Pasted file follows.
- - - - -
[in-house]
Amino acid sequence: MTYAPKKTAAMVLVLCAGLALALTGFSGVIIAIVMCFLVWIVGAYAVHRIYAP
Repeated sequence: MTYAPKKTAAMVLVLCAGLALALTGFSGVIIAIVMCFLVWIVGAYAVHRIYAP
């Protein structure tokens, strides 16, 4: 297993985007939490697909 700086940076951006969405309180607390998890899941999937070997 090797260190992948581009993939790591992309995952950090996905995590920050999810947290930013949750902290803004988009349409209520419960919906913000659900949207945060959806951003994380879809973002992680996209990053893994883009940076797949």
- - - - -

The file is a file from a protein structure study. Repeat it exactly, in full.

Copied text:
[in-house]
Amino acid sequence: MTYAPKKTAAMVLVLCAGLALALTGFSGVIIAIVMCFLVWIVGAYAVHRIYAP
Repeated sequence: MTYAPKKTAAMVLVLCAGLALALTGFSGVIIAIVMCFLVWIVGAYAVHRIYAP
């Protein structure tokens, strides 16, 4: 297993985007939490697909 700086940076951006969405309180607390998890899941999937070997 090797260190992948581009993939790591992309995952950090996905995590920050999810947290930013949750902290803004988009349409209520419960919906913000659900949207945060959806951003994380879809973002992680996209990053893994883009940076797949």